of late. But back east, the situation is considerably different, as Karen McHale has learned over the past year.
According to the Washington Post, McHale won a $1.2 million home in Edgewater, Maryland in a January raffle. A week later, she lost her job as a chemical engineer, but she still wanted to stay in Colorado -- and if she didn't unload the place by year's end, she'd be stuck paying $300,000 in taxes.
What to do? Discount, discount, discount. But even that didn't work.
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In March, the Post says, McHale listed the property for $799,000. No bites -- so she dropped the price to $749,000. Some looky-loos, but zero offers. And while a couple of buyers showed interest after McHale's husband did some touch-ups in June, neither of the possible deals happened.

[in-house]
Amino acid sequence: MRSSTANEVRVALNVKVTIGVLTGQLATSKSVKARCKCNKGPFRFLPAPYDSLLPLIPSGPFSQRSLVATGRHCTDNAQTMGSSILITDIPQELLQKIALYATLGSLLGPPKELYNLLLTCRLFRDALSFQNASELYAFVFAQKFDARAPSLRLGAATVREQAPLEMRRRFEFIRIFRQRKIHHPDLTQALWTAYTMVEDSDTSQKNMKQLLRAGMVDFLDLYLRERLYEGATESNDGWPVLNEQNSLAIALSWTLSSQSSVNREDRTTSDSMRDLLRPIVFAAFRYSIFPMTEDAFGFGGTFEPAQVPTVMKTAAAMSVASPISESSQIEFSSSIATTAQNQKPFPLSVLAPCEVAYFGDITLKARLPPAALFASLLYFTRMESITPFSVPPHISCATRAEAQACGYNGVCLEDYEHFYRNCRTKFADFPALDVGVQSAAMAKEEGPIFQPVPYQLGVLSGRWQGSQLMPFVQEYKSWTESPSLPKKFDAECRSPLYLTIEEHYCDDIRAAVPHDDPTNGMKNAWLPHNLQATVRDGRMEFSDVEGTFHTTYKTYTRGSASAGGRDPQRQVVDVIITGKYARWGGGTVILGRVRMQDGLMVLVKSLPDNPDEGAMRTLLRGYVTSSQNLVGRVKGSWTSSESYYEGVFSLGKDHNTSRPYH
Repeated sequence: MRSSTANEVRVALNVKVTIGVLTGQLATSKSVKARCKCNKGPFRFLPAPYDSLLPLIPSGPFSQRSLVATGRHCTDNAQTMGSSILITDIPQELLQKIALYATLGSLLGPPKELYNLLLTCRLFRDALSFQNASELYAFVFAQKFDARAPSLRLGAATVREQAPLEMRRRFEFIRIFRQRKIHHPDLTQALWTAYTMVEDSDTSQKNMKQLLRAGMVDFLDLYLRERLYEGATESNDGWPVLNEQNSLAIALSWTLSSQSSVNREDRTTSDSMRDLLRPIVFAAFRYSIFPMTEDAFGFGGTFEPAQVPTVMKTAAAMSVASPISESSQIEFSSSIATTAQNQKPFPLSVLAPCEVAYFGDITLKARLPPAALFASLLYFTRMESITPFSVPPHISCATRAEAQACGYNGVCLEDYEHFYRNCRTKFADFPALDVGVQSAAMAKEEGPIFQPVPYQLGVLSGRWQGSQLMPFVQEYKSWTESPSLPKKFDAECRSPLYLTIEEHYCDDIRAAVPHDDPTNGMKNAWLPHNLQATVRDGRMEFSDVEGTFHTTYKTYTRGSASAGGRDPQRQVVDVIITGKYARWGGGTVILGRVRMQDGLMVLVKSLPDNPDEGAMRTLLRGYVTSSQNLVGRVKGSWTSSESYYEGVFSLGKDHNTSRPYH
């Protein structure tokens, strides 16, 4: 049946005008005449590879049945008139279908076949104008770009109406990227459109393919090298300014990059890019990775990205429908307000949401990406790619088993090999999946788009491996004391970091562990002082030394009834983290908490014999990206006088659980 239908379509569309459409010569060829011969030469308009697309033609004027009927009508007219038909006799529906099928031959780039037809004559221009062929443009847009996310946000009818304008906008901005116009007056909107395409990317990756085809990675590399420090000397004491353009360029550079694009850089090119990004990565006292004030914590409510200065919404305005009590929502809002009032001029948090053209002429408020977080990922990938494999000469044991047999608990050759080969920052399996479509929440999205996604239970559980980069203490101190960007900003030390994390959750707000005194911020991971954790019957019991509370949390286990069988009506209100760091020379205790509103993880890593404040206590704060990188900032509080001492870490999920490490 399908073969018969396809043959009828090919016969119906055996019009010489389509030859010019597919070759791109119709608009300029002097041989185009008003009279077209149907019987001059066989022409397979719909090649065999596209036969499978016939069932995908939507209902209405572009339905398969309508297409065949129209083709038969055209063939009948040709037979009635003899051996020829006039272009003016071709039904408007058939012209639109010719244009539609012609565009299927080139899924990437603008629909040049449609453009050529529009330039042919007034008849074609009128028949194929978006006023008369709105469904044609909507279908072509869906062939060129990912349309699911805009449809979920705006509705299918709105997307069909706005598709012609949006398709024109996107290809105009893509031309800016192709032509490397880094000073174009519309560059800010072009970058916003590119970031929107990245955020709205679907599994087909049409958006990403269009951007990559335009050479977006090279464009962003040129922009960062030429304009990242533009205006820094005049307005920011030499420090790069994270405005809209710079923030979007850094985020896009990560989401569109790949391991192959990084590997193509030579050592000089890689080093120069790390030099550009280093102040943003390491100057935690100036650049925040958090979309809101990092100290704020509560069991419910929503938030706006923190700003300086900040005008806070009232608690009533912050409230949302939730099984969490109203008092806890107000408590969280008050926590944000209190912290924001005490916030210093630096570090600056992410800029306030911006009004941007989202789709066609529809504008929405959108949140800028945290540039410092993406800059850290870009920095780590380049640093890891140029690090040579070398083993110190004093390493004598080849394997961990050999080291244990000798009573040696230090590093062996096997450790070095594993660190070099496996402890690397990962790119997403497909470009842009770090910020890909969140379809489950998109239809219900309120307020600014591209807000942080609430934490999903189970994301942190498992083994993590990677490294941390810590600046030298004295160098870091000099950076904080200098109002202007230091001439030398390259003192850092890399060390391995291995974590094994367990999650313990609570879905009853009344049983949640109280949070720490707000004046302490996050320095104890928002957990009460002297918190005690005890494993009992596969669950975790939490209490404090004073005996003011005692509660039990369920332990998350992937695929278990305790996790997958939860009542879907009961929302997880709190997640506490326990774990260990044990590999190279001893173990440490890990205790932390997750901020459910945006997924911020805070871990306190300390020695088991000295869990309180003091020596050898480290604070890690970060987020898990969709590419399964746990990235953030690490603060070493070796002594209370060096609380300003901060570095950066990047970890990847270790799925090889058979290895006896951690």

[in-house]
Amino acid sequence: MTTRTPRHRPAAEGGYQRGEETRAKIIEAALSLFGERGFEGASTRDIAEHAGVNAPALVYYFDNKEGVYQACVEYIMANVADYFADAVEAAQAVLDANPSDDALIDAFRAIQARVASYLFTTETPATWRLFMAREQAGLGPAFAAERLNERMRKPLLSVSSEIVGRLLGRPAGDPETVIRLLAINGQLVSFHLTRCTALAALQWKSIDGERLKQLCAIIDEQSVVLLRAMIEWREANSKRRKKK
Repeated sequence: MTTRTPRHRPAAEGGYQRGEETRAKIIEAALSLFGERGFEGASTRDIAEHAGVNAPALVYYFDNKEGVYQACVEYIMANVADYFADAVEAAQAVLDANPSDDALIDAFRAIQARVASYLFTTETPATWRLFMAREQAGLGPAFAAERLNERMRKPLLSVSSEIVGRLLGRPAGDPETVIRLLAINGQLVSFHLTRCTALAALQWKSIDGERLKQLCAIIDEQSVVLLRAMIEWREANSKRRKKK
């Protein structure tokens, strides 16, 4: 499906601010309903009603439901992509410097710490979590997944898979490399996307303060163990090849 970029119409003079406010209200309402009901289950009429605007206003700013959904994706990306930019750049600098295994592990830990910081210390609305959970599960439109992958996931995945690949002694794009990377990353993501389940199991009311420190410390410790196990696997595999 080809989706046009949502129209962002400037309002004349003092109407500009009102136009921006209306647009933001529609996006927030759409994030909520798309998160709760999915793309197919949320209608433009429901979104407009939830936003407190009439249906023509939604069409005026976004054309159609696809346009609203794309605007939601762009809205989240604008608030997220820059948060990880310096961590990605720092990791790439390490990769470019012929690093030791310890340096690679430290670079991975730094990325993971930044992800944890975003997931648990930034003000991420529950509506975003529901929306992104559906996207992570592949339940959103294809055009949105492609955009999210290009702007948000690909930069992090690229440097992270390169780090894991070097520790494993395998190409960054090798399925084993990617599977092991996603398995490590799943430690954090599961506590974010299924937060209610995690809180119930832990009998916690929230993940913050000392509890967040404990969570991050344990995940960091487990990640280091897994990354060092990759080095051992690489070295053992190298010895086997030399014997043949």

Eventually, McHale found a way to get rid of her prize, selling it to an area church for $650,000 -- although the actual price was less than that, since she donated another $200,000 back to the buyer to reduce the taxes she'd owe.
McHale hopes to make about $200,000 from the house once all is said and done -- a nice chunk of change, to be sure, but a far cry from the $1.2 million she thought would be coming her way.
Moral: Be careful when you enter a raffle -- because you might just win.